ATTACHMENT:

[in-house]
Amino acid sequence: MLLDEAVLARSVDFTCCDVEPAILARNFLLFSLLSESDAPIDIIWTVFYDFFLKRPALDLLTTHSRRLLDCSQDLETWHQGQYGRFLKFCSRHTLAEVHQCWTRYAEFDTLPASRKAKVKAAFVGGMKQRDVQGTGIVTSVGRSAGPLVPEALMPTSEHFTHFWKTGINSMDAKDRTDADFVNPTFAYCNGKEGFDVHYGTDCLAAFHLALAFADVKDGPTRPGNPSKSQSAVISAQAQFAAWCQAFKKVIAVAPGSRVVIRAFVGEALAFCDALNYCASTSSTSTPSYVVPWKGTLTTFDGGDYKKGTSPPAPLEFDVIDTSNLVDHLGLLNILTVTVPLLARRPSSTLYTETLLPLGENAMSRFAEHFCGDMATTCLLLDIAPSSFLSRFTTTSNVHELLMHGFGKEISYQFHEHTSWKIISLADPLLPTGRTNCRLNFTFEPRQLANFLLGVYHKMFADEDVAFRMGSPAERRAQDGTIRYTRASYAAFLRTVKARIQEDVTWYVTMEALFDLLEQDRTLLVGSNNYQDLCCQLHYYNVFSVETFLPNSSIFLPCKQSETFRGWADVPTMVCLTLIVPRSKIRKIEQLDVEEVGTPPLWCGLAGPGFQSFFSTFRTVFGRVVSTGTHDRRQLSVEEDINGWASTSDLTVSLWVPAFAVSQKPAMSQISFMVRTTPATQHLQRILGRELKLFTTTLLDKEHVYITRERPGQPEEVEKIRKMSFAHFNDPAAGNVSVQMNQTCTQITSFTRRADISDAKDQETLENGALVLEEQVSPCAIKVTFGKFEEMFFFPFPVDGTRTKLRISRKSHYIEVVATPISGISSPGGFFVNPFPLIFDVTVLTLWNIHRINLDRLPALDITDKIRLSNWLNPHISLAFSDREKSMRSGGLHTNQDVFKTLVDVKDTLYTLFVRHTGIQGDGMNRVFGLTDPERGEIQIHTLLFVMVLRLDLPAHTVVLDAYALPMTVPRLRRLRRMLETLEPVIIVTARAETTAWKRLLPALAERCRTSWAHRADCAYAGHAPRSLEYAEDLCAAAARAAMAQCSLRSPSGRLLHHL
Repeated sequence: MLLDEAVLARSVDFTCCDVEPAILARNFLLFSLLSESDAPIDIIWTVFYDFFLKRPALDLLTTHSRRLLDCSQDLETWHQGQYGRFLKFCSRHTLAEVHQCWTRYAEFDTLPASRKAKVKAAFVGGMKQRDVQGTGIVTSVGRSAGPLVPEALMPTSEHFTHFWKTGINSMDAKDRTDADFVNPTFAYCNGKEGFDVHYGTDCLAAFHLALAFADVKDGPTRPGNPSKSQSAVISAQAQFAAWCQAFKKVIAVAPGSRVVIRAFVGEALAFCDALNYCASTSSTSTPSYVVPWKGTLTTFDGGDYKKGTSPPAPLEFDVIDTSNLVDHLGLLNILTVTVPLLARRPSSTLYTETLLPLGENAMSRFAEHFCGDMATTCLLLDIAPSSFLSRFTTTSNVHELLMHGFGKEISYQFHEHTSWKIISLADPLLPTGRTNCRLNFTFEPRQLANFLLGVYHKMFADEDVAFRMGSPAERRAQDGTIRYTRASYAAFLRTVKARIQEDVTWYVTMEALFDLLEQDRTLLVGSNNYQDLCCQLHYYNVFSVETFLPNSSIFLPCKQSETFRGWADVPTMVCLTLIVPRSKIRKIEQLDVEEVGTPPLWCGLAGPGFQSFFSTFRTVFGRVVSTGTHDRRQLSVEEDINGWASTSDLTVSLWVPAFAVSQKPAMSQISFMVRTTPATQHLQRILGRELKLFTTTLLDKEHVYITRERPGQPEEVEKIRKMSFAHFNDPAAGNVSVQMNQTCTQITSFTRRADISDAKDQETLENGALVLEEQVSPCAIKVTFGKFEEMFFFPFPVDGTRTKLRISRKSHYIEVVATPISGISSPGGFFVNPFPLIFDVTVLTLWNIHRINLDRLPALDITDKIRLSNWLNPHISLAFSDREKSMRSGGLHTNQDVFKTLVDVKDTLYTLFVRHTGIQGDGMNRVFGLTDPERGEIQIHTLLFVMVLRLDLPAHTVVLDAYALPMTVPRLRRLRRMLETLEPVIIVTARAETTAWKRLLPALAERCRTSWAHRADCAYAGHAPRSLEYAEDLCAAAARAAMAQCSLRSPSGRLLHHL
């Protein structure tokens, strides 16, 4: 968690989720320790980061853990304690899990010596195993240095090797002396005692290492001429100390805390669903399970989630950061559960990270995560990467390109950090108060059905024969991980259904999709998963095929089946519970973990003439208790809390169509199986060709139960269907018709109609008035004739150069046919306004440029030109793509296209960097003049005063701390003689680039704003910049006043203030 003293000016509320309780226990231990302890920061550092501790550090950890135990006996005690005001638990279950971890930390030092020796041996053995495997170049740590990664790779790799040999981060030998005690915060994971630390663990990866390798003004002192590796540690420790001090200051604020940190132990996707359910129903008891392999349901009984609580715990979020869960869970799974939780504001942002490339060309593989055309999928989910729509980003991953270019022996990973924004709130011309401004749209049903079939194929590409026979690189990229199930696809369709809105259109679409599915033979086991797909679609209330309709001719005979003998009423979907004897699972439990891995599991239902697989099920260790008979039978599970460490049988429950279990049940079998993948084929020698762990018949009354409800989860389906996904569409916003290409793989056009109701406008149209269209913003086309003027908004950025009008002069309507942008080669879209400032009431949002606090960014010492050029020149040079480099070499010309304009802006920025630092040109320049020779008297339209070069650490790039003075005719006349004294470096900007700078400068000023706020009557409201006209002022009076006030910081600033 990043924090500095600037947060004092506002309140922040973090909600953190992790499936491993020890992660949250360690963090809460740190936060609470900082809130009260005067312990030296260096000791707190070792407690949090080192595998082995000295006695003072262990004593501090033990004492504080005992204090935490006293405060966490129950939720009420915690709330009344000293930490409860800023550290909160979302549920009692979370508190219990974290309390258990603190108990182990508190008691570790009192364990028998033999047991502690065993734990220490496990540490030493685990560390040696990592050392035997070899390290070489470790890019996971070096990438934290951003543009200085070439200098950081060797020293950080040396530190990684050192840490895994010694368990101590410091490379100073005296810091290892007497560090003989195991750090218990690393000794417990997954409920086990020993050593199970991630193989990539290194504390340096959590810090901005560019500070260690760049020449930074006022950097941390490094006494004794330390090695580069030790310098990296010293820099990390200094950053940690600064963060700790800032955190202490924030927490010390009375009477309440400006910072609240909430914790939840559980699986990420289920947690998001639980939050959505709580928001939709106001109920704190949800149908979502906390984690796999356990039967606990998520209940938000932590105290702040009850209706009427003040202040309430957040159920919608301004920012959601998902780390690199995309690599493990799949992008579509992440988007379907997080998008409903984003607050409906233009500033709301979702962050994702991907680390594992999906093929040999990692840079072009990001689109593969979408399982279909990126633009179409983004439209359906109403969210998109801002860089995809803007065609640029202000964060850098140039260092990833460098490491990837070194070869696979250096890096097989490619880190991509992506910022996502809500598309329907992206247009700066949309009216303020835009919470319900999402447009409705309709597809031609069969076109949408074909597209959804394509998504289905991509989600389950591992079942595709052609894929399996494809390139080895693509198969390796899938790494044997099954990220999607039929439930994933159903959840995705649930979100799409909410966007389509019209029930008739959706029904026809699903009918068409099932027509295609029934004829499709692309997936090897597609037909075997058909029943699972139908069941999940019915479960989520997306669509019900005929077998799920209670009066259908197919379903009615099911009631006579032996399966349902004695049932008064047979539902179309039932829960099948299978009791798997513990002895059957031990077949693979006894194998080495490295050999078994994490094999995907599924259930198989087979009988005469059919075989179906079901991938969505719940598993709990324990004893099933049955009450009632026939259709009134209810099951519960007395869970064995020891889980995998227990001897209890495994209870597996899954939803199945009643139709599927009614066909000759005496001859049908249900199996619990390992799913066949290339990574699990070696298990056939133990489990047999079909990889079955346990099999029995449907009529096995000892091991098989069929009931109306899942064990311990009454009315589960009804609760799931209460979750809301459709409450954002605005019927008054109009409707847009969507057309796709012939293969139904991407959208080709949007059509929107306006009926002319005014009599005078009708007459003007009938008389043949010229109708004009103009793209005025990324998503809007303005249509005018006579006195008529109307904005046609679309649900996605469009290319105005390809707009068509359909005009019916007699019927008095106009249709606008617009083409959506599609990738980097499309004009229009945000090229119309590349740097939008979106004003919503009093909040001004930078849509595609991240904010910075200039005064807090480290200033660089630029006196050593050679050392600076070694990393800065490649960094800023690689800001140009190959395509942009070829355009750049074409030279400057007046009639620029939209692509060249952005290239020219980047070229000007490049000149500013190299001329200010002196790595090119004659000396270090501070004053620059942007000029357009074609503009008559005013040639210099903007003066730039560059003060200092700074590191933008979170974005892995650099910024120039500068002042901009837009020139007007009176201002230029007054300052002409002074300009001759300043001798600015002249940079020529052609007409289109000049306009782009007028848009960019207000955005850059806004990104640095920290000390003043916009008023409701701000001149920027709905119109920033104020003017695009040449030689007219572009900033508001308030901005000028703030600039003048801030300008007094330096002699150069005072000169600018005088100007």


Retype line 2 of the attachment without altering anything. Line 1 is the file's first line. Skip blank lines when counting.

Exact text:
Amino acid sequence: MLLDEAVLARSVDFTCCDVEPAILARNFLLFSLLSESDAPIDIIWTVFYDFFLKRPALDLLTTHSRRLLDCSQDLETWHQGQYGRFLKFCSRHTLAEVHQCWTRYAEFDTLPASRKAKVKAAFVGGMKQRDVQGTGIVTSVGRSAGPLVPEALMPTSEHFTHFWKTGINSMDAKDRTDADFVNPTFAYCNGKEGFDVHYGTDCLAAFHLALAFADVKDGPTRPGNPSKSQSAVISAQAQFAAWCQAFKKVIAVAPGSRVVIRAFVGEALAFCDALNYCASTSSTSTPSYVVPWKGTLTTFDGGDYKKGTSPPAPLEFDVIDTSNLVDHLGLLNILTVTVPLLARRPSSTLYTETLLPLGENAMSRFAEHFCGDMATTCLLLDIAPSSFLSRFTTTSNVHELLMHGFGKEISYQFHEHTSWKIISLADPLLPTGRTNCRLNFTFEPRQLANFLLGVYHKMFADEDVAFRMGSPAERRAQDGTIRYTRASYAAFLRTVKARIQEDVTWYVTMEALFDLLEQDRTLLVGSNNYQDLCCQLHYYNVFSVETFLPNSSIFLPCKQSETFRGWADVPTMVCLTLIVPRSKIRKIEQLDVEEVGTPPLWCGLAGPGFQSFFSTFRTVFGRVVSTGTHDRRQLSVEEDINGWASTSDLTVSLWVPAFAVSQKPAMSQISFMVRTTPATQHLQRILGRELKLFTTTLLDKEHVYITRERPGQPEEVEKIRKMSFAHFNDPAAGNVSVQMNQTCTQITSFTRRADISDAKDQETLENGALVLEEQVSPCAIKVTFGKFEEMFFFPFPVDGTRTKLRISRKSHYIEVVATPISGISSPGGFFVNPFPLIFDVTVLTLWNIHRINLDRLPALDITDKIRLSNWLNPHISLAFSDREKSMRSGGLHTNQDVFKTLVDVKDTLYTLFVRHTGIQGDGMNRVFGLTDPERGEIQIHTLLFVMVLRLDLPAHTVVLDAYALPMTVPRLRRLRRMLETLEPVIIVTARAETTAWKRLLPALAERCRTSWAHRADCAYAGHAPRSLEYAEDLCAAAARAAMAQCSLRSPSGRLLHHL